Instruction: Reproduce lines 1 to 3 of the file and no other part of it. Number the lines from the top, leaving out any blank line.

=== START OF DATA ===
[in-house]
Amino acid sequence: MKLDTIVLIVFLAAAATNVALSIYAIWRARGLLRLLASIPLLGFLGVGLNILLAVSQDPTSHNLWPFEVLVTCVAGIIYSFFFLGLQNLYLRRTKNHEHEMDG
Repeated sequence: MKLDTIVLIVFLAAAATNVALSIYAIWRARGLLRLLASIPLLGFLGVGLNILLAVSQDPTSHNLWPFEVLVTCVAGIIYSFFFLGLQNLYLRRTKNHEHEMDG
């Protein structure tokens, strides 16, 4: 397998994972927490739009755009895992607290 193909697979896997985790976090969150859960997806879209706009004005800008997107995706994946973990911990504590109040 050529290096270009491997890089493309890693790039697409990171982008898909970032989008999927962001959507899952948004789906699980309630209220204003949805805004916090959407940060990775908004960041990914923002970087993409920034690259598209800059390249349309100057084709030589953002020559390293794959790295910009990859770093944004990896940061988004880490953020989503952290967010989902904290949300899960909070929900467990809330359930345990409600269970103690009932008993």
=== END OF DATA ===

[in-house]
Amino acid sequence: MKLDTIVLIVFLAAAATNVALSIYAIWRARGLLRLLASIPLLGFLGVGLNILLAVSQDPTSHNLWPFEVLVTCVAGIIYSFFFLGLQNLYLRRTKNHEHEMDG
Repeated sequence: MKLDTIVLIVFLAAAATNVALSIYAIWRARGLLRLLASIPLLGFLGVGLNILLAVSQDPTSHNLWPFEVLVTCVAGIIYSFFFLGLQNLYLRRTKNHEHEMDG